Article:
Diagnosing spring drought in oats
Spring drought refers to plant water stress from insufficient rainfall or stored soil moisture occurring between tillering to maturity. Oats show symptoms more readily than wheat and barley.
What to look for
- Large areas of stressed or dying plants with some better plants in water gaining areas
- Low water holding soils, such as coarse sands and gravels, very shallow soil over rock or impermeable layer are more affected.
- Heavy clays that retain moisture near the soil surface after light rainfall where it is more likely to evaporate .
- Areas within the root zone of trees.
- Can be seen in double sown areas or areas of vigorous plants.
- Plant wilting and becoming dull and discoloured
- Leaves furled and spiky.
- Old leaves develop yellow or orange colours, then necrosis on the leaf tip and extending down the leaf in broad stripes, and sometimes between veins until the leaf dies. Younger leaves are progressively affected.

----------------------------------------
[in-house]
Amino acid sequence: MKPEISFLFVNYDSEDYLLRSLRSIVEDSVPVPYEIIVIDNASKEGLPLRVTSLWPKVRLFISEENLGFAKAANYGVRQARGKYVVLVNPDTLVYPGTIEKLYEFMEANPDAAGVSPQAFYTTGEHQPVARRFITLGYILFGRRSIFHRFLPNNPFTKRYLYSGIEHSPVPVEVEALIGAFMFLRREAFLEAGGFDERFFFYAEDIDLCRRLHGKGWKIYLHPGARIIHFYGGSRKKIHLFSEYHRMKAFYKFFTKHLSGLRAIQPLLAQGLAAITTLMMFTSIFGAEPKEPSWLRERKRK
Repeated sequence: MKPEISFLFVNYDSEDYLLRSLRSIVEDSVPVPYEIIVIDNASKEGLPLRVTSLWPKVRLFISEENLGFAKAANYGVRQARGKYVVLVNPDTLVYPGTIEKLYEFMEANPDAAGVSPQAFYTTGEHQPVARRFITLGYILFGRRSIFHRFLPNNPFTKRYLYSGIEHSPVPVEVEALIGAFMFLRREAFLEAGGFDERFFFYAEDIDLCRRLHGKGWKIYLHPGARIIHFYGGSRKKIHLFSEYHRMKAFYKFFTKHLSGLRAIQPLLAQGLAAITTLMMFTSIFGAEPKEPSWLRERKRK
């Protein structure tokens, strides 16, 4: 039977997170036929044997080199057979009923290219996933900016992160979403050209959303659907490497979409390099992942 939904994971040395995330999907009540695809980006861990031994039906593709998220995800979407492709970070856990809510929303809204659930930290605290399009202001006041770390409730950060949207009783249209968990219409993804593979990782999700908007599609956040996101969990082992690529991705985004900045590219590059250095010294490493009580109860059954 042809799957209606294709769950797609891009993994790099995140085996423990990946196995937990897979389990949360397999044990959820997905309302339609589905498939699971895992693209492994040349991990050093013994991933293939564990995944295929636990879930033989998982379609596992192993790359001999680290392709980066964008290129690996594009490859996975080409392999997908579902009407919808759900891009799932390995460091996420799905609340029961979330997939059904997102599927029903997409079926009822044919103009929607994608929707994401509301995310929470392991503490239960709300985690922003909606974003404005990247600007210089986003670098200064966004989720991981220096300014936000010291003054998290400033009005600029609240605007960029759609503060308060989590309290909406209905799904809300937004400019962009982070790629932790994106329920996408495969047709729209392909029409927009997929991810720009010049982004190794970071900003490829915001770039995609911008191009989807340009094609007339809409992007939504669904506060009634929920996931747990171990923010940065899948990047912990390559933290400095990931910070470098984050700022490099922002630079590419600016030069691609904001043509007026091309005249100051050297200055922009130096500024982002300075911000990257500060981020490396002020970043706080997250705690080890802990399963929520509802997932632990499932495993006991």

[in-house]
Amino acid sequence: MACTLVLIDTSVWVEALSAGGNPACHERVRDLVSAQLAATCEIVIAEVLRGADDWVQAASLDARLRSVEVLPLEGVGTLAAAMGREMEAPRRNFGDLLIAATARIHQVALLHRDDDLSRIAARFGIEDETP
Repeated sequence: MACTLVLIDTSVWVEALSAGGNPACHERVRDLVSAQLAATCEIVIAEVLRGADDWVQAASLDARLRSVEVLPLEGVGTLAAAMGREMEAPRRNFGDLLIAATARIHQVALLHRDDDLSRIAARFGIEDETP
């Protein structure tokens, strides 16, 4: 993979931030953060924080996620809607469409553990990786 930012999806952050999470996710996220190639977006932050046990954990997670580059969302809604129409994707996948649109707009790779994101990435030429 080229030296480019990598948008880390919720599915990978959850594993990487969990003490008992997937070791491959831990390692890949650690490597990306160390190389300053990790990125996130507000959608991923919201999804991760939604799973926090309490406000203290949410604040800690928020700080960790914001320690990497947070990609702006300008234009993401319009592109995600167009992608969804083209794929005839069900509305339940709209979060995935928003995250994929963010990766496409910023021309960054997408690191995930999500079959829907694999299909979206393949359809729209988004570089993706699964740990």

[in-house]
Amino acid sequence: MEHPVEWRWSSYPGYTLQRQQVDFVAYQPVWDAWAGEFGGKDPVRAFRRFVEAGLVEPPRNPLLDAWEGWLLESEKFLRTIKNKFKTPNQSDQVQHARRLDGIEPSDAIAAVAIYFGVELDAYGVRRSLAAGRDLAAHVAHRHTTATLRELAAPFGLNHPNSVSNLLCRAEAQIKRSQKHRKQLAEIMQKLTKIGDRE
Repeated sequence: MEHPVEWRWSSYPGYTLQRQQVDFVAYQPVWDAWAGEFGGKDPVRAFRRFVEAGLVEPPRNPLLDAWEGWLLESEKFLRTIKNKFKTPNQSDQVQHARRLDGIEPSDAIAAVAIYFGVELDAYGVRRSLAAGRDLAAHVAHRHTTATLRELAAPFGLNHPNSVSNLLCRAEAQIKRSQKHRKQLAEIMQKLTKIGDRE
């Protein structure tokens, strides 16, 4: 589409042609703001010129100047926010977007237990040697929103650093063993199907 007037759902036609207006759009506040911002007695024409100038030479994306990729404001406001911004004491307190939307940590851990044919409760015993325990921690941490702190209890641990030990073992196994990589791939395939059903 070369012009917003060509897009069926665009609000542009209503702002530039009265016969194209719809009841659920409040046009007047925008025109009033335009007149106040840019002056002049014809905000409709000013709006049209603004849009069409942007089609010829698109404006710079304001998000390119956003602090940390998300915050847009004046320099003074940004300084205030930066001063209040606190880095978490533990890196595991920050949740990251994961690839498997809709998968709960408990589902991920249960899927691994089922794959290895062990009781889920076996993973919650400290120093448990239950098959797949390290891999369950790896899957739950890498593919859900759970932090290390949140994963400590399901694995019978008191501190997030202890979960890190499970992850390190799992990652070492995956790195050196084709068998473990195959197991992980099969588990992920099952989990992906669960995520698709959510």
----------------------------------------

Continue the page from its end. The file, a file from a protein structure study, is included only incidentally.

- Shrivelled grain
What else could it be
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How can it be monitored?
- Unless the problem is obviously due to drought, dig a hole and examine the soil profile for: Soil pH.
- Presence of restricting layers.
- Soil texture
Where to go for expert help
+61 (0)8 9892 8504
+61 (0)8 9368 3954
Page last updated: Friday, 10 July 2015 - 3:26pm